She is also, for a woman of some bulk, a compelling athlete. It is a swiftness that draws her into position to execute her shots, and frustrates her opponents, who find they must often end the point twice. In all, she is an intimidating, powerful physical presence, her forehand as grim as her demeanour. As she says, "On the court I'm a different person. Off the court I'm really nice". Einstein is not required to figure this out.

Serena has been unable to clearly explain the reasons for her revitalised game, except to say, "I was tired of losing". But she is adequately articulate when it comes to the future. "You guys don't know all the stuff I can do. I haven't done all the stuff I can do." God forbid.

She, in typical Williams style, has been keener in the past fortnight to talk about her new sponsorship with McDonalds, her TV cameos and her acting coach. Tour officials would probably prefer her to promote the year-end championship, which inexplicably had 200 people watching during certain matches.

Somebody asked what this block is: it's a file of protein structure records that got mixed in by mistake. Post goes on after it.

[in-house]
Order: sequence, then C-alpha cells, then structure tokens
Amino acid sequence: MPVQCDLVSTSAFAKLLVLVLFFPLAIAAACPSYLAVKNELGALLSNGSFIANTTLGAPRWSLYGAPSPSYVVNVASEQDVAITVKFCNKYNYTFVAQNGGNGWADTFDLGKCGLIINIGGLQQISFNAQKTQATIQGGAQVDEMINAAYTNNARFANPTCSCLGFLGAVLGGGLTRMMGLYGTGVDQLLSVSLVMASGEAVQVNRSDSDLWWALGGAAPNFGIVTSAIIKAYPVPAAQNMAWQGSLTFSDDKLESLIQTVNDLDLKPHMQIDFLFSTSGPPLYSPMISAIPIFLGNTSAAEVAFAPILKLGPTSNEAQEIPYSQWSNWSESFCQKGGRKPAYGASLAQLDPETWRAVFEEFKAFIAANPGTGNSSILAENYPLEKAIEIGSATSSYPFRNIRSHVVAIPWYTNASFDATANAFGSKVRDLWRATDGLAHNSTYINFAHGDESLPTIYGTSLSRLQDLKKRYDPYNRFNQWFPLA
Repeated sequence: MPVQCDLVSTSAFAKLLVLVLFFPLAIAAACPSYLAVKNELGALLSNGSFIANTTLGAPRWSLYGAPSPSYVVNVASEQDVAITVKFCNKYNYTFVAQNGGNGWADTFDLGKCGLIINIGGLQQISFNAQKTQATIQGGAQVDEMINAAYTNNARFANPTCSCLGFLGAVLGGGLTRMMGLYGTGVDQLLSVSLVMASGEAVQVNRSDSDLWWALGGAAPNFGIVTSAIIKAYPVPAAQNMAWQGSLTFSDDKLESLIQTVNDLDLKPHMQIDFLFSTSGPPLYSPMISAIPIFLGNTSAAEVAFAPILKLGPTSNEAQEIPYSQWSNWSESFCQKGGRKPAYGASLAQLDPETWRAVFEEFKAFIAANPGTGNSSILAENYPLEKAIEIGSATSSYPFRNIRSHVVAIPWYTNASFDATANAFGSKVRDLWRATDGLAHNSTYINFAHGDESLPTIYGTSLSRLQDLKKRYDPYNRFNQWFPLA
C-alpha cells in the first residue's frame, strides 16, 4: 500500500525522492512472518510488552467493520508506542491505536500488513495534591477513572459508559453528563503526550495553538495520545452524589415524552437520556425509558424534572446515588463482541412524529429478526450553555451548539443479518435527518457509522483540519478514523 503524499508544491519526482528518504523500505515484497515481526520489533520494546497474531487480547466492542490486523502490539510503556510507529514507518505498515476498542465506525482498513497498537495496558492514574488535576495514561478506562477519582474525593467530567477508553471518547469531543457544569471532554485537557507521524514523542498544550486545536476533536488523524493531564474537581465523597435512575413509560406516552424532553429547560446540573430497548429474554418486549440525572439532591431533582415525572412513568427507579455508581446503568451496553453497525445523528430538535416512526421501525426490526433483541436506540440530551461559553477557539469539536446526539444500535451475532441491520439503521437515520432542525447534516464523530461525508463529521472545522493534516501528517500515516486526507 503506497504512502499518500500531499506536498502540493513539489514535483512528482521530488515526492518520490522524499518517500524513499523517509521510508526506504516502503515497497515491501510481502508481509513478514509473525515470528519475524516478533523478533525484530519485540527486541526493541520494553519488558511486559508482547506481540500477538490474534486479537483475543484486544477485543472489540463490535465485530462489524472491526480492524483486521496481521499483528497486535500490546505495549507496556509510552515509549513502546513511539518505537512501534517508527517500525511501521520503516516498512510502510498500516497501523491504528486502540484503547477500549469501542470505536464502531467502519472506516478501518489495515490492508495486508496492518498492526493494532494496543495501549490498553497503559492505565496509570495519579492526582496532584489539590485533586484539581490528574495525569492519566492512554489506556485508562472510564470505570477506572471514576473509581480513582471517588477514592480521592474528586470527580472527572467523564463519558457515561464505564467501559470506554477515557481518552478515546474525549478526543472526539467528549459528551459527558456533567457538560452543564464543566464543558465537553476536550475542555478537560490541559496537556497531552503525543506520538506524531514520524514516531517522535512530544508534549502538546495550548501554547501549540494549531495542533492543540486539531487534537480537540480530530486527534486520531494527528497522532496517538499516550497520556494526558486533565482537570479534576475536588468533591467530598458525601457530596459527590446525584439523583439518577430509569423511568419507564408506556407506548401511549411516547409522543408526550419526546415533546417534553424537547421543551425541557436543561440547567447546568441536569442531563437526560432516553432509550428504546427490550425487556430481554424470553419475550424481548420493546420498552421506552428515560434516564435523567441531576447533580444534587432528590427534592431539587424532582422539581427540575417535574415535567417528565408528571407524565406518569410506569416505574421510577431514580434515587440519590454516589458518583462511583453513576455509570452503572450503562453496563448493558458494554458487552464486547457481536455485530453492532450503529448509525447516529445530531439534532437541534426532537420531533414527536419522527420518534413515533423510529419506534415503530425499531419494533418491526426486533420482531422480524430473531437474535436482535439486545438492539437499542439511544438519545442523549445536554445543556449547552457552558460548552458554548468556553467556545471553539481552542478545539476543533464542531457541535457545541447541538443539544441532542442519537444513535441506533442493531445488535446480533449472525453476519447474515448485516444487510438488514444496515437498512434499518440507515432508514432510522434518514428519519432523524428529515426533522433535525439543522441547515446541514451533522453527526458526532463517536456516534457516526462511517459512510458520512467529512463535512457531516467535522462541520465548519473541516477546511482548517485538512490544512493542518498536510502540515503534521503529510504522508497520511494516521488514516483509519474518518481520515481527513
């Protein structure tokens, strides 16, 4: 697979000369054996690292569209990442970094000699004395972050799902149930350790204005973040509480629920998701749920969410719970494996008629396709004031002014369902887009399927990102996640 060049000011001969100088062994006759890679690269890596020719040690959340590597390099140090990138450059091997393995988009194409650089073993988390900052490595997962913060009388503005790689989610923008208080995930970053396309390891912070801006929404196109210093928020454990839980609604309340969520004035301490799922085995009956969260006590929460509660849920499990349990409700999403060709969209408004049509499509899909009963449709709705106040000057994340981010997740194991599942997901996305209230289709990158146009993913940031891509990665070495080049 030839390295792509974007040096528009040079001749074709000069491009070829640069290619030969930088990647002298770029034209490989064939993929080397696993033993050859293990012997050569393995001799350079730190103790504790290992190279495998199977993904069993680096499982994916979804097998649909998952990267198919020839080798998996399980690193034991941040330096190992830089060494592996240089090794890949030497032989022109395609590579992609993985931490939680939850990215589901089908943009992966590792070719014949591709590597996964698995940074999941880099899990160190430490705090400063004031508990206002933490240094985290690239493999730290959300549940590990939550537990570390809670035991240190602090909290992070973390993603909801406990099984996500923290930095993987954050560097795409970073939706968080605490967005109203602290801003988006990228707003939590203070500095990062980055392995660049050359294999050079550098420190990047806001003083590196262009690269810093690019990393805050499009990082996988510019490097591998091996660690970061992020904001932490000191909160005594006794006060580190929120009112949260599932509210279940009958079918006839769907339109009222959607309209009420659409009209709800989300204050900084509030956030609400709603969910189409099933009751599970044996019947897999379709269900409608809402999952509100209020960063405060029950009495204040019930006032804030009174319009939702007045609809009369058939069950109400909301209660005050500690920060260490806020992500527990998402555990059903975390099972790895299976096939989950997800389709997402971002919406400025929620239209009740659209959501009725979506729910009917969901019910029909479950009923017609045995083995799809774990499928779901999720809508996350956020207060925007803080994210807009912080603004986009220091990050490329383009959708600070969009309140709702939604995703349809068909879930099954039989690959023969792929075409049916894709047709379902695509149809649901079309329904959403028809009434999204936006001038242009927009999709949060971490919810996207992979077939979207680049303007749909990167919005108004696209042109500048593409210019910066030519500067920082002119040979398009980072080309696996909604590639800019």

But in a time when Davenport is fighting age and injury, when Hingis has slid off the radar, when Henin is yet to make the breakthrough expected, when Seles is fading, when Capriati is pictured on a bar table after the US Open in her bra with a cigarette in hand (a friend's cigarette, she explained), the WTA tour will probably be content merely with Serena's game. It is speaking volumes in itself.

It has been a great year for Serena, she has ended it No. 1, but it is only one year. Graf finished the year No. 1 eight times; Navratilova seven times. Getting there is easier than staying there. But let's just say this: if Serena wants to play the role of a great champion, then this was a hell of an audition.